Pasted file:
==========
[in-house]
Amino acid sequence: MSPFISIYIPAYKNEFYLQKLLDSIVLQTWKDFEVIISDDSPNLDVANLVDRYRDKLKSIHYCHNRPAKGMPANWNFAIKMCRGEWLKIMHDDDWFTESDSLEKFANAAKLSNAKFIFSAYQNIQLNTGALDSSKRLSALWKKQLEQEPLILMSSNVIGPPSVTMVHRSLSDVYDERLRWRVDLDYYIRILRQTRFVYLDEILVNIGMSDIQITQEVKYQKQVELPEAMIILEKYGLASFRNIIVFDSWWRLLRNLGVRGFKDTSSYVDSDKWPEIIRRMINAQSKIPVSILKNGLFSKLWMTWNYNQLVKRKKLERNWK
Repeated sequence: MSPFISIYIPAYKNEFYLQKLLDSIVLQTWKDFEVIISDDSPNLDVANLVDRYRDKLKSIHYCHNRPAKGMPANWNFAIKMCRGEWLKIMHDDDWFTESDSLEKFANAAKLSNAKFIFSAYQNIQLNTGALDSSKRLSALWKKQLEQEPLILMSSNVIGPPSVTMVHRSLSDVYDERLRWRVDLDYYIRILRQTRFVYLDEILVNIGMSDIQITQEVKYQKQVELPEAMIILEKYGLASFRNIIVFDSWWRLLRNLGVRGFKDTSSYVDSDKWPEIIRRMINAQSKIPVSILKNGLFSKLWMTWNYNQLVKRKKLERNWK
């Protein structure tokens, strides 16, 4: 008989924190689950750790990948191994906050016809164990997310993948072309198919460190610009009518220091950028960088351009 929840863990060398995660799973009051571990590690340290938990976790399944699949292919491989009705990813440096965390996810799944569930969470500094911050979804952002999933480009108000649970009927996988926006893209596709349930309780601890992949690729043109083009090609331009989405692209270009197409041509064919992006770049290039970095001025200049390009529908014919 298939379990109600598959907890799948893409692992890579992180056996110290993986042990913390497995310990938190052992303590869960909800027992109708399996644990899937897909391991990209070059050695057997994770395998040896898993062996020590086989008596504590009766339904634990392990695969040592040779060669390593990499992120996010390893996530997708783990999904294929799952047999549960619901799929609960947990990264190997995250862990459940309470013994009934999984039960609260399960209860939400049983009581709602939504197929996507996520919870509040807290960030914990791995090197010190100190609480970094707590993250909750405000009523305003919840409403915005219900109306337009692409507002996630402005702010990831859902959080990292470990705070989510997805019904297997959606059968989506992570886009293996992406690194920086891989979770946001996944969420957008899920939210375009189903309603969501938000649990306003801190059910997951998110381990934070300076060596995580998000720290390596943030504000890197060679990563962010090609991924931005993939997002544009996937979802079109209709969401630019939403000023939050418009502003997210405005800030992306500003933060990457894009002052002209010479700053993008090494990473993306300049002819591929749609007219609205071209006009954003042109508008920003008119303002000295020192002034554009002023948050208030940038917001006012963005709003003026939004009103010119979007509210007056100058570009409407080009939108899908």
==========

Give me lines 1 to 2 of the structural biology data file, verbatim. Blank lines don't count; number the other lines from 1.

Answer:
[in-house]
Amino acid sequence: MSPFISIYIPAYKNEFYLQKLLDSIVLQTWKDFEVIISDDSPNLDVANLVDRYRDKLKSIHYCHNRPAKGMPANWNFAIKMCRGEWLKIMHDDDWFTESDSLEKFANAAKLSNAKFIFSAYQNIQLNTGALDSSKRLSALWKKQLEQEPLILMSSNVIGPPSVTMVHRSLSDVYDERLRWRVDLDYYIRILRQTRFVYLDEILVNIGMSDIQITQEVKYQKQVELPEAMIILEKYGLASFRNIIVFDSWWRLLRNLGVRGFKDTSSYVDSDKWPEIIRRMINAQSKIPVSILKNGLFSKLWMTWNYNQLVKRKKLERNWK